Why do we do what we do?

Sometimes we are so used to doing the things we do everyday, month, year that we lose track of why we are doing them.

When something crops up that you think you need to do or should do it’s a good idea sometimes to ask yourself why am I doing this? This is especially important if you have a niggling doubt that your reasons are less than healthy.

If this throws up more confusion then you simply need to ask “why?” again and then again and again after that until you get to the root cause of the issue.

The fact is that many of the things we do in life are for reasons other than progressing our own happiness or freedom. They are quite often done for reasons of competition i.e. competing with our fellow humans for recognition; an effort to be recognised, praised and appreciated. This is however, just another form of clinging; the greatest health problem in humanity.

This leads many of us to live a life that is incomplete, unfulfilled and miserable. You might experience this as just getting on with the daily drudgery.

Asking yourself the simple question “why am I doing this?” can open up a world of freedom and lift a huge weight from your shoulders. It can also suddenly open up a huge expanse of free time that you can start to use for other more constructive activities. It is also the way to find what you are truly passionate about and might help you to identify what it is exactly you want to do with your life.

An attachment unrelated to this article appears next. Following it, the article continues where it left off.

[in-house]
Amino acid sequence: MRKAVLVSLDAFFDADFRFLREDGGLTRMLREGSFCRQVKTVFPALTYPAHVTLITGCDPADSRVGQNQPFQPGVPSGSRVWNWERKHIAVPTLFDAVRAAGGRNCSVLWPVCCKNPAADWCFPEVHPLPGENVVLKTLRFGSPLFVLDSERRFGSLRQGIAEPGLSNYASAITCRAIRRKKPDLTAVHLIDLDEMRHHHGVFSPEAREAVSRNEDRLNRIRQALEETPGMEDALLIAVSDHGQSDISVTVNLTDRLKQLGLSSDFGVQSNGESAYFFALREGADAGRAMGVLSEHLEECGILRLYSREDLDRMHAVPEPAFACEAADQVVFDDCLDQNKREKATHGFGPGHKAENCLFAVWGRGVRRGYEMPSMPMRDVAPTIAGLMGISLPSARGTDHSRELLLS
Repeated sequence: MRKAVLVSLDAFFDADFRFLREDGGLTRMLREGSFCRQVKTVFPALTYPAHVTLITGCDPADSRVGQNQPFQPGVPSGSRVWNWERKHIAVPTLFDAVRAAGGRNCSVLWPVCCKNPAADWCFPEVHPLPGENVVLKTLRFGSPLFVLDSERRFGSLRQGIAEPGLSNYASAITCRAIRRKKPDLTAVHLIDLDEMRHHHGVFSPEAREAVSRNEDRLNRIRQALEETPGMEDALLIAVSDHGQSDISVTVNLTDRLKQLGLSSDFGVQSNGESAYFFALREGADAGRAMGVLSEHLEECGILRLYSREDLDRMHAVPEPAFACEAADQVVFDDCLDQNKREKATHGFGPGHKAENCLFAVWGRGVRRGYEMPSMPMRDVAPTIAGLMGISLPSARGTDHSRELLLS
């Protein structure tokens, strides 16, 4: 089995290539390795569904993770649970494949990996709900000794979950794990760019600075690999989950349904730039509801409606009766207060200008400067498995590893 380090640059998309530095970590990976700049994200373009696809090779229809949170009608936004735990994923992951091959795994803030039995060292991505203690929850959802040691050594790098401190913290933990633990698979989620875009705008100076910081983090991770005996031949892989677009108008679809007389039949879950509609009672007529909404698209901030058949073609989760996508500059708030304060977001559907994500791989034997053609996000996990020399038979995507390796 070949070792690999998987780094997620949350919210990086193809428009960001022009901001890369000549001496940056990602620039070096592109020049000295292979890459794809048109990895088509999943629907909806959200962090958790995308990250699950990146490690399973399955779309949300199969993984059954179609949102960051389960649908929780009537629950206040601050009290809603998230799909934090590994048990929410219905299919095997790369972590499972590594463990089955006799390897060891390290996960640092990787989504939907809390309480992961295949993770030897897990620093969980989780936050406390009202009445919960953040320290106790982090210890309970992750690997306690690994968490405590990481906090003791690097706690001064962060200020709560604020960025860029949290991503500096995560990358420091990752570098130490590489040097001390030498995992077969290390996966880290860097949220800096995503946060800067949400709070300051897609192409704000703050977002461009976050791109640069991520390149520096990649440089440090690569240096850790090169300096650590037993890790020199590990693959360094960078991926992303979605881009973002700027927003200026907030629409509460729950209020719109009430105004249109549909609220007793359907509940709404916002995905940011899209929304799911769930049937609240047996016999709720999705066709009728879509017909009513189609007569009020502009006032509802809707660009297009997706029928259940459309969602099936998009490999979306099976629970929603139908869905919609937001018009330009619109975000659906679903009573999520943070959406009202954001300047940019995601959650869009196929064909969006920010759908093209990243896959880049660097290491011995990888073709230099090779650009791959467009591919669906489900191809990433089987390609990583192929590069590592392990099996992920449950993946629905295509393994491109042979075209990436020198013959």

This is an extreme form of mindfulness that you can use to correct things that have niggled at you for your whole life to date.

Remember, if the first “why?” doesn’t get you to the bottom of the problem, just keep asking why? over and over again. Here is an example:

You suddenly think you better learn a bit of Chinese (I recently did). So you would simply ask:

Q. Why do I want to learn to speak Chinese? A. Because it would be good to know a bit of the Chinese language.
Q.Why would that be good? A. Because I would have a second language that would be quite impressive.
Q. Why would that be good? A. Because I could impress people with my new language skills
Q. Why do you want to impress people? A. Because I don’t get the recognition I deserve.

BINGO: you don’t want to learn Chinese to simply help with speaking to Chinese people, you want to learn Chinese to get recognition from others who cant speak Chinese. This is the wrong reason to learn Chinese.

This is of course an over simplified example and you might have to ask many more whys to get to the root of a problem. And of course this doesn’t just apply to new things that crop up, but probably more importantly to things you already do…you’ll be surprised.

This doesn’t mean its wrong to learn the skill, but it points to a problem with your self esteem and putting the effort and time in to something for the wrong reasons is just going to make you feel even worse about yourself.

Stop competing, ask yourself why and start living the life you want to.

Photo thanks to Patrick Wilken via Compfight